The quick and the dead: a tragic but avoidable demise for tearaway lunatics

So you are hooning down the road, erratically or at high speed or both, when a police siren tells you the game is up. You’ve been lumbered.

What’s the smart thing to do?

Yep. Pull over.

Only if you get your kicks from games like Russian roulette or sky-diving without a parachute do you put your foot down to shake off the cops.

And if you opt to take the thrill-seeking option, what do you reckon the cops will do?

Oh, yes. They will give chase. That’s when the fun kicks in.

And when you finish up dead after losing control of your vehicle – or worse, if you wipe out innocent law- abiding third parties – who should cop the responsibility?

It’s a no-brainer. It’s the tearaway thrill-seeker’s responsiblity.

Alf sees scant need for investigations by police monitors in those circumstances.

He has been musing on the matter after reading at Stuff that –

Three high speed crashes within seven hours left five people dead, with two involving police pursuits.

Fair to say, the first accident reported at Stuff did not involve a silly high-speed chase, but it does highlight bad judgement and poor driving skills.

Three teenagers died in Nelson after the Ford Telstar they were in crashed into a tree at high speed about 6am yesterday. The wreckage was found at 6.54am.

A fourth remains in Nelson Hospital with serious injuries.

Three of the youths had just finished college and Jonathan Williams was in his final year.

It looks like they didn’t learn as much as they should have at the college, certainly not about the road rules or how to drive a car safely.

District commander Superintendent Gary Knowles said the car was being driven at “very high speed”, when the driver braked heavily for about 100 metres.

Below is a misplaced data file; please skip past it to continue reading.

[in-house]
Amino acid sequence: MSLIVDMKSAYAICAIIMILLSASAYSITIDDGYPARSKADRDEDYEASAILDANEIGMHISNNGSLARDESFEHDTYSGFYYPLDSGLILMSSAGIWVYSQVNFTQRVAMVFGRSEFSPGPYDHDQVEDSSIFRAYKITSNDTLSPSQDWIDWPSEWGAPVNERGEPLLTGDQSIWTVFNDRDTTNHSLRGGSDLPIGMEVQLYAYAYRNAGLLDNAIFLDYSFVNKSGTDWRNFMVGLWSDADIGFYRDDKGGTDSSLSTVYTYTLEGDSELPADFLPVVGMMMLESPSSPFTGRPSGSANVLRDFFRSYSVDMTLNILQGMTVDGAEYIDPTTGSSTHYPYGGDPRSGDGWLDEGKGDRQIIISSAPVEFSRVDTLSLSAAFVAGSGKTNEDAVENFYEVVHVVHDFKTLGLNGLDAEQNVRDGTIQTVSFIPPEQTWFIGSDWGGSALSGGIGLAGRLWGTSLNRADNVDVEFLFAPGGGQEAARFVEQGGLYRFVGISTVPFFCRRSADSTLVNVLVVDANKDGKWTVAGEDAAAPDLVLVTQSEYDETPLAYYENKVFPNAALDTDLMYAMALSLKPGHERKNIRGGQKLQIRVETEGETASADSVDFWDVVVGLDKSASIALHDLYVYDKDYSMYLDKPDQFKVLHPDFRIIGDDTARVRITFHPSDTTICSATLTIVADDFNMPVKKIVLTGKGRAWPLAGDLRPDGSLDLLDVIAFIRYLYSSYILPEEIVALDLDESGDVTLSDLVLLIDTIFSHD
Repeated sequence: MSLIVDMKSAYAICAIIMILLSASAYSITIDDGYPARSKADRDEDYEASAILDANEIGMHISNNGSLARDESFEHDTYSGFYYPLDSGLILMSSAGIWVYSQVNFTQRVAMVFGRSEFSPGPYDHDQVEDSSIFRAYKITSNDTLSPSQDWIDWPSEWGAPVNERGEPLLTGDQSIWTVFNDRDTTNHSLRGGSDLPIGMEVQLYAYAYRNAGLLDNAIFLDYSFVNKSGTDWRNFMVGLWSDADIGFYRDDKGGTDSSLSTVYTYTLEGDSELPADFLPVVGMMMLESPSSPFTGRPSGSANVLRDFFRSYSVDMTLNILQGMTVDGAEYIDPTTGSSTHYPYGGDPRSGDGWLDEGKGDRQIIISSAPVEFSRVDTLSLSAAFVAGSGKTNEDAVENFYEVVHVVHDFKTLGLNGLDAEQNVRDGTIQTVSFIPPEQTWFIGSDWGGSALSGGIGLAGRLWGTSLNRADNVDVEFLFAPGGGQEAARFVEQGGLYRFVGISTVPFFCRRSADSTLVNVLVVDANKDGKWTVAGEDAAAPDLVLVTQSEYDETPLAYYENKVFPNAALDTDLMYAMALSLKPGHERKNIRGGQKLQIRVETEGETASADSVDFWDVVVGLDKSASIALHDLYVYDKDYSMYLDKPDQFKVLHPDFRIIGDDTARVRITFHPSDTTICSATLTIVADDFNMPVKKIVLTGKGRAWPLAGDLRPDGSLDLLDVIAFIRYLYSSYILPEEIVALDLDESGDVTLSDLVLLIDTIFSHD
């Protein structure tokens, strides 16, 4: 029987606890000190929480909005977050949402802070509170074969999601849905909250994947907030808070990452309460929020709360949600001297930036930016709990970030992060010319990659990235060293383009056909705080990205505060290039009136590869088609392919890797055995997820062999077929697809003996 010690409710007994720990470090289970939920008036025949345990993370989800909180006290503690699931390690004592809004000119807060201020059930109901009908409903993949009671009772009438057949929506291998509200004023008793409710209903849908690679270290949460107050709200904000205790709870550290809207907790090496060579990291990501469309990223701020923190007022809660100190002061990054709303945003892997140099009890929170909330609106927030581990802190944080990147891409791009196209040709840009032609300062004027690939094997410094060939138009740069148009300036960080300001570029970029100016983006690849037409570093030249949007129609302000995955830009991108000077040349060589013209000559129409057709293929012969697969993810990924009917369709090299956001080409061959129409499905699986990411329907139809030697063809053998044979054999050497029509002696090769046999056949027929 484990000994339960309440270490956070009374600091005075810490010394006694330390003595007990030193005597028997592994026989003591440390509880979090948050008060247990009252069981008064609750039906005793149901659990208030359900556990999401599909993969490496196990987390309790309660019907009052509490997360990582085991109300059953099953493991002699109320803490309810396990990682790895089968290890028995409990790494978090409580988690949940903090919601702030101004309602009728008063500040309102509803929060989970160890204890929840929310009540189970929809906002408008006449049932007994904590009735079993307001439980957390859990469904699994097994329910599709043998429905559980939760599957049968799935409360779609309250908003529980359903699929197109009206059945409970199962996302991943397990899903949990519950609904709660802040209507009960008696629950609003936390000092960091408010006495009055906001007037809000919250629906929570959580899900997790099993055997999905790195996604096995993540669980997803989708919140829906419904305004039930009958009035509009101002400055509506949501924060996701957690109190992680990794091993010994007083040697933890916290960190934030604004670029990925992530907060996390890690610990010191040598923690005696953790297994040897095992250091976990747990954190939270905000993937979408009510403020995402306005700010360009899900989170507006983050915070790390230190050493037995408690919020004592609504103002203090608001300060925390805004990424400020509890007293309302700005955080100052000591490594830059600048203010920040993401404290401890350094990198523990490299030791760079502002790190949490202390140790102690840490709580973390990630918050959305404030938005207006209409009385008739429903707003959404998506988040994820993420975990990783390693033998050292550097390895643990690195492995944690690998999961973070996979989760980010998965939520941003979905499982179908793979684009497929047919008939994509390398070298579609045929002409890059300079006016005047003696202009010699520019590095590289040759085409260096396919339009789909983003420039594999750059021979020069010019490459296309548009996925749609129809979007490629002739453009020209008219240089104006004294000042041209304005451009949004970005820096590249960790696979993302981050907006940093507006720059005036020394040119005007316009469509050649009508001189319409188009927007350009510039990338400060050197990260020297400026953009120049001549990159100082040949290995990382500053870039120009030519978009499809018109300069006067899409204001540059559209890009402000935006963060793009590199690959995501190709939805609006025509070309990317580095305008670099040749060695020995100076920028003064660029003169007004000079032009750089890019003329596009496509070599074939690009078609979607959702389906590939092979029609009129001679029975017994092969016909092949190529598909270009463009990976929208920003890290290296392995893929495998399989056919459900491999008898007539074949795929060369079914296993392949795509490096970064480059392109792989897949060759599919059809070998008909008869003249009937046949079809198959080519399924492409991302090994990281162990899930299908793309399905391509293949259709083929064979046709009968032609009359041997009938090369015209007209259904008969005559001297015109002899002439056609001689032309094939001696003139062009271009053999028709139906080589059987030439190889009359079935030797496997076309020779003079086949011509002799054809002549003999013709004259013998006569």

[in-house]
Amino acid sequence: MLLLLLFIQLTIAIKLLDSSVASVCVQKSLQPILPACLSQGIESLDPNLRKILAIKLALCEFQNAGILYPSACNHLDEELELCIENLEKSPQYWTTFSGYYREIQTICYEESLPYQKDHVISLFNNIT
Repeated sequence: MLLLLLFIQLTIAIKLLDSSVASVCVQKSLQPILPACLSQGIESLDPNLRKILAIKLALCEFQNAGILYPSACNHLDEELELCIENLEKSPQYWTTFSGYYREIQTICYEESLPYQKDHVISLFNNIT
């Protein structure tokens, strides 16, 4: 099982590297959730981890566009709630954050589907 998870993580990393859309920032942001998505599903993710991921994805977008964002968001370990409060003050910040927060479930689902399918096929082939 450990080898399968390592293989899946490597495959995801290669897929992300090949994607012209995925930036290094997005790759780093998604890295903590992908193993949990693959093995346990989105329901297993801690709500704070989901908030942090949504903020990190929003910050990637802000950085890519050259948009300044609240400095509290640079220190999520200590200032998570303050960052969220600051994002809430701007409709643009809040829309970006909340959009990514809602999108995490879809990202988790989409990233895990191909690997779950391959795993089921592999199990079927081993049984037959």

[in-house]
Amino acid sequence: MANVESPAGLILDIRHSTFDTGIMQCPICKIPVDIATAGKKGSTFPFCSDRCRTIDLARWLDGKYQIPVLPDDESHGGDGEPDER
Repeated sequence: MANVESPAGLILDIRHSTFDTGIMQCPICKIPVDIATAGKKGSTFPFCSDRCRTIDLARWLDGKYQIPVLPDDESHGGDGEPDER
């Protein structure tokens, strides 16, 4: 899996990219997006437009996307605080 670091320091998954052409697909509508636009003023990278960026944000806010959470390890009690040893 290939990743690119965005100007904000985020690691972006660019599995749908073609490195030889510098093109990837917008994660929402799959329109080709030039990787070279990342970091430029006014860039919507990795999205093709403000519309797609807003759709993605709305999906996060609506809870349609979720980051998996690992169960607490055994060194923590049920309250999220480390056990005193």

Then Stuff brings in the two police chases that ended in tragedy.

After one prang, bits of a Subaru WRX were found 30 metres apart in a crash which killed a young man at Murchison.

The car slammed into a gum tree as it was being chased by police at 150kmh about 2.42am yesterday.

The pursuit, which lasted about a minute, began after the car was seen doing burn-outs outside a hotel.

The driver and his passenger were both in their mid-twenties, from Invercargill.

The passenger died instantly and the driver was flown to Nelson hospital in a critical condition.

Any more lunatics out there this weekend?


In the third crash, a motorcyclist died in the Marlborough area after a police chase ended in a crash at 11.47pm on Saturday.

His female passenger, 41, was in a stable condition in Wellington Hospital.

It gives the Independent Police Conduct Authority work to do, of course. It will investigate the crashes which occurred after police pursuits.

Knowles is confident they will show police procedures had been complied with.

“I think people are the authors of their own destiny and sometimes people just need to slow down.

“If a police car pulls in behind you, all you have to do is stop.”

And if you can’t find the bloody brakes, you shouldn’t be driving.

One Response to The quick and the dead: a tragic but avoidable demise for tearaway lunatics

  1. “if you wipe out innocent law- abiding third parties – who should cop the responsibility?”

    One of these arsehole near killed me! Of couse HE ran off without a scratch!

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